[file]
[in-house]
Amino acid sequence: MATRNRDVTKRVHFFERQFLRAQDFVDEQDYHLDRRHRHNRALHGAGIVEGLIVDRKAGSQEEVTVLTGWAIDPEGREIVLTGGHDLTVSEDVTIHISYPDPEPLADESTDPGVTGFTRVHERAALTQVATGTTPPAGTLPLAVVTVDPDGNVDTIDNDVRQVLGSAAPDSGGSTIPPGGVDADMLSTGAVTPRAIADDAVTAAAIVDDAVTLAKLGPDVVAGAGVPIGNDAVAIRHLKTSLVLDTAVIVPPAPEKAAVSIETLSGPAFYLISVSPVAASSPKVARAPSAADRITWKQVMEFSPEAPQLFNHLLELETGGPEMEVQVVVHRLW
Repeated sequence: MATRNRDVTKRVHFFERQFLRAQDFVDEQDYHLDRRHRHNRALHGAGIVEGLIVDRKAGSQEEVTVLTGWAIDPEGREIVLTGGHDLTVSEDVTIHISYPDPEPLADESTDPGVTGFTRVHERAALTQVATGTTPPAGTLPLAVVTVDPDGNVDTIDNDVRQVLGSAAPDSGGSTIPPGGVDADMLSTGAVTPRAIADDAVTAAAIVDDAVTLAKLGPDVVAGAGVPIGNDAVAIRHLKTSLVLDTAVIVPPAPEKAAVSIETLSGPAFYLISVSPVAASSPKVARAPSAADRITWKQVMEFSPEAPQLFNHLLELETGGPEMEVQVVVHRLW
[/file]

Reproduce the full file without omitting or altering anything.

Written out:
[in-house]
Amino acid sequence: MATRNRDVTKRVHFFERQFLRAQDFVDEQDYHLDRRHRHNRALHGAGIVEGLIVDRKAGSQEEVTVLTGWAIDPEGREIVLTGGHDLTVSEDVTIHISYPDPEPLADESTDPGVTGFTRVHERAALTQVATGTTPPAGTLPLAVVTVDPDGNVDTIDNDVRQVLGSAAPDSGGSTIPPGGVDADMLSTGAVTPRAIADDAVTAAAIVDDAVTLAKLGPDVVAGAGVPIGNDAVAIRHLKTSLVLDTAVIVPPAPEKAAVSIETLSGPAFYLISVSPVAASSPKVARAPSAADRITWKQVMEFSPEAPQLFNHLLELETGGPEMEVQVVVHRLW
Repeated sequence: MATRNRDVTKRVHFFERQFLRAQDFVDEQDYHLDRRHRHNRALHGAGIVEGLIVDRKAGSQEEVTVLTGWAIDPEGREIVLTGGHDLTVSEDVTIHISYPDPEPLADESTDPGVTGFTRVHERAALTQVATGTTPPAGTLPLAVVTVDPDGNVDTIDNDVRQVLGSAAPDSGGSTIPPGGVDADMLSTGAVTPRAIADDAVTAAAIVDDAVTLAKLGPDVVAGAGVPIGNDAVAIRHLKTSLVLDTAVIVPPAPEKAAVSIETLSGPAFYLISVSPVAASSPKVARAPSAADRITWKQVMEFSPEAPQLFNHLLELETGGPEMEVQVVVHRLW